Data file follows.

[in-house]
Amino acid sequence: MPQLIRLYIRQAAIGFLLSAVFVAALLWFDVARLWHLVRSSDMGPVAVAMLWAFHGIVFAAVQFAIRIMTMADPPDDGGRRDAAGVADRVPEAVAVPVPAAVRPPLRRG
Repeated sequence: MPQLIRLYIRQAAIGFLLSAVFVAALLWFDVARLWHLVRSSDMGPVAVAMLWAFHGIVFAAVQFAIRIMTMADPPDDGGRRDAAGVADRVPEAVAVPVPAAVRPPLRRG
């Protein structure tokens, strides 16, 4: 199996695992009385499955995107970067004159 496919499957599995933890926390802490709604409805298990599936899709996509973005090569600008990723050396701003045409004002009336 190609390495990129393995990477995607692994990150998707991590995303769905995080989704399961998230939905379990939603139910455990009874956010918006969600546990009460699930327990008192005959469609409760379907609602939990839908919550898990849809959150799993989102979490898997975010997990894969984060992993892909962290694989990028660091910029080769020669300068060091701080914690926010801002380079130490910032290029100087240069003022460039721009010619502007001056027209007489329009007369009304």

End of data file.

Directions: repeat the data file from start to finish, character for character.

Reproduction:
[in-house]
Amino acid sequence: MPQLIRLYIRQAAIGFLLSAVFVAALLWFDVARLWHLVRSSDMGPVAVAMLWAFHGIVFAAVQFAIRIMTMADPPDDGGRRDAAGVADRVPEAVAVPVPAAVRPPLRRG
Repeated sequence: MPQLIRLYIRQAAIGFLLSAVFVAALLWFDVARLWHLVRSSDMGPVAVAMLWAFHGIVFAAVQFAIRIMTMADPPDDGGRRDAAGVADRVPEAVAVPVPAAVRPPLRRG
């Protein structure tokens, strides 16, 4: 199996695992009385499955995107970067004159 496919499957599995933890926390802490709604409805298990599936899709996509973005090569600008990723050396701003045409004002009336 190609390495990129393995990477995607692994990150998707991590995303769905995080989704399961998230939905379990939603139910455990009874956010918006969600546990009460699930327990008192005959469609409760379907609602939990839908919550898990849809959150799993989102979490898997975010997990894969984060992993892909962290694989990028660091910029080769020669300068060091701080914690926010801002380079130490910032290029100087240069003022460039721009010619502007001056027209007489329009007369009304």